"In 2008, we had rallies with 50,000, 80,000, 100,000 people. I'm not bragging ... sometimes you hear folks say, 'oh, that rally is big.' I say, I don't know ... We had some pretty big rallies," Obama said at a Democratic fundraiser in Austin, Texas, in March, in what may have been a swipe against Trump.
So, if Trump is drawing massive throngs in blue states in October, it might mean something.
It's not surprising that huge crowds can mislead. After all, running for president is a uniquely grueling, absorbing, emotional experience. And tens of millions of people will vote for the losing candidate in any presidential election, so it isn't like candidates don't have plenty of supporters.
Lines of cars choking roads on the way to an event, or thousands of people packed into an airport hangar at midnight in a remote corner of a swing state, can be intoxicating, replenish an ego and convince a weary candidate they have tapped into something intangible. For campaign workers and reporters, stuck in a bubble, massive rallies can promote erroneous conclusions about the state of a race.
But there are plenty of cautionary tales.
In 1984, Democratic nominee Mondale was trailing President Ronald Reagan, but took refuge in the size of his crowds.
"There's something going on in this country and the pollsters aren't getting it," Mondale said in San Francisco, according to The New York Times.
"Nobody who's been with me for the last few days and has seen these crowds, seen their response, seen their enthusiasm, seen the intensity of their response, and how they respond to these issues ... can help but believe there is something happening in this country."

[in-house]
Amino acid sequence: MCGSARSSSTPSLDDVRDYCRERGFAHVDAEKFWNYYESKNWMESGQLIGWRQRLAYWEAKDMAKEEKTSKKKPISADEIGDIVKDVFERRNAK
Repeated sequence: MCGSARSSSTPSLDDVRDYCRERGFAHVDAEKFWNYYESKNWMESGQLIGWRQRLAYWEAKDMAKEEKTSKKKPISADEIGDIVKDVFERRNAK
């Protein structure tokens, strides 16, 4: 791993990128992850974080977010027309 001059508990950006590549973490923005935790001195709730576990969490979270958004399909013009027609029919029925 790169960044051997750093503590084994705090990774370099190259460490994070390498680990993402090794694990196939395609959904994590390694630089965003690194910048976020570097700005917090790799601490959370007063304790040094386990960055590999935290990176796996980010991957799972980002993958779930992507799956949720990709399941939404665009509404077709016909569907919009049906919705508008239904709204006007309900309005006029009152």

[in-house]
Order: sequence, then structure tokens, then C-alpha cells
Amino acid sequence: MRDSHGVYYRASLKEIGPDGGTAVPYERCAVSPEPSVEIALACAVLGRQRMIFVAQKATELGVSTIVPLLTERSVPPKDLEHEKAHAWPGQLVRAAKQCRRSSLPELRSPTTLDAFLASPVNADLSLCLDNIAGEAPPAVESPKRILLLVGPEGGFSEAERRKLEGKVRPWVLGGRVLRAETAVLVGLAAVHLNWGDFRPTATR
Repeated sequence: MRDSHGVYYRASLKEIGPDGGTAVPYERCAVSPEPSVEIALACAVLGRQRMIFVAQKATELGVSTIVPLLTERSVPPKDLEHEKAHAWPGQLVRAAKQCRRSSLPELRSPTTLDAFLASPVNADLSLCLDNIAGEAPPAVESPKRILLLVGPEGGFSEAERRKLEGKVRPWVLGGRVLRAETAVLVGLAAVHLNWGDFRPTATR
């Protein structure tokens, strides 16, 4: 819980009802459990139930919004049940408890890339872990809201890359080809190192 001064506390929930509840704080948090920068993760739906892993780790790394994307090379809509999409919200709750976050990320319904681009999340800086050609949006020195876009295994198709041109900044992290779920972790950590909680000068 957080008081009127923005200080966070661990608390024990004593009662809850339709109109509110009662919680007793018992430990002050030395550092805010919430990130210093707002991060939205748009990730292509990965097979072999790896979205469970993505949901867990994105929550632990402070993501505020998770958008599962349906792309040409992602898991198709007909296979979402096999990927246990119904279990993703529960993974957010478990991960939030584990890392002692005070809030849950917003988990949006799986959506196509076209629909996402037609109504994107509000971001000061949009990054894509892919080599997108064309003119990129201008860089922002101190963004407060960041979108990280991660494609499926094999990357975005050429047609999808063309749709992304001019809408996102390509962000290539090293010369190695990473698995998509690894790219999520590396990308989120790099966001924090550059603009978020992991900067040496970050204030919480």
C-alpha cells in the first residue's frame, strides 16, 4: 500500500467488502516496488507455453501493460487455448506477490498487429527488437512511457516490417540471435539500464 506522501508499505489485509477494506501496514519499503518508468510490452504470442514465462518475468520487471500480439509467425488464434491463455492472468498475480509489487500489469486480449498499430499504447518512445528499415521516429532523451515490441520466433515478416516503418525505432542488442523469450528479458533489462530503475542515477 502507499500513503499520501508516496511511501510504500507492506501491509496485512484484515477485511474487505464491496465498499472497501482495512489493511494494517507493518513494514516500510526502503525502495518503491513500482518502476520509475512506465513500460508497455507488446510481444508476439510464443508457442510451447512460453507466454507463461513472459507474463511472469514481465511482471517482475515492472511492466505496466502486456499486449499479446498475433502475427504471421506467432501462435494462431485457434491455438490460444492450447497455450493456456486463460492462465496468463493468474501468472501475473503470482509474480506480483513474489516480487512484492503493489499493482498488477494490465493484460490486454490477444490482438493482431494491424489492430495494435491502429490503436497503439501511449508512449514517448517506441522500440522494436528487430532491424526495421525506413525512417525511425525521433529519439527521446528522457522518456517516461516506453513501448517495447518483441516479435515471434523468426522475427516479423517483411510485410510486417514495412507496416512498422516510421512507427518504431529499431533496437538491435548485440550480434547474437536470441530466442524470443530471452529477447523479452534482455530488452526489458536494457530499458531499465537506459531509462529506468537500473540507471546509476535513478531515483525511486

Mondale was correct. Something was happening. A landslide was brewing that would see him win only his home state, Minnesota, and the District of Columbia.
Four years later, Democratic nominee Dukakis was trailing Vice President George H.W. Bush.
"I smell victory in the air, don't you?" the Democratic nominee told a large crowd in Lexington, Kentucky, on his final weekend on the trail.
His wife, Kitty, looked at steadily growing crowds and sensed an upset. "It's just intuition," she said, according to the Times. "It's something in the crowds. Something Is happening."
Bush won the election easily, finishing more than 300 electoral votes ahead.
In 2004, hopes soared on the Kerry plane that massive crowds just before election day -- 80,000 in Madison, Wisconsin, and 50,000 on Cleveland's waterfront, assured victory. But Kerry lost both Ohio and the White House.
In 2012, GOP nominee Romney was misled by crowds which swelled as election day approached.
"Look at the parking garage!" Romney gushed in footage aired in the documentary "Mitt" as he eyeballed a crowd on election day in Pittsburgh.
"Intellectually, I've felt we're going to win this and have felt that for some time, but emotionally just getting off the plane and seeing those people standing there ... I not only think we're going to win intellectually, I feel it as well," Romney told reporters, hours before losing handily to Obama.
Trump, however, is a man who knows something about making a sale -- and that might be giving him pause.
"I know we are leading Florida by a little bit," he mused in a moment of reflection at his Florida rally.
"I don't know why we are not winning by a lot -- Maybe crowds don't make the difference."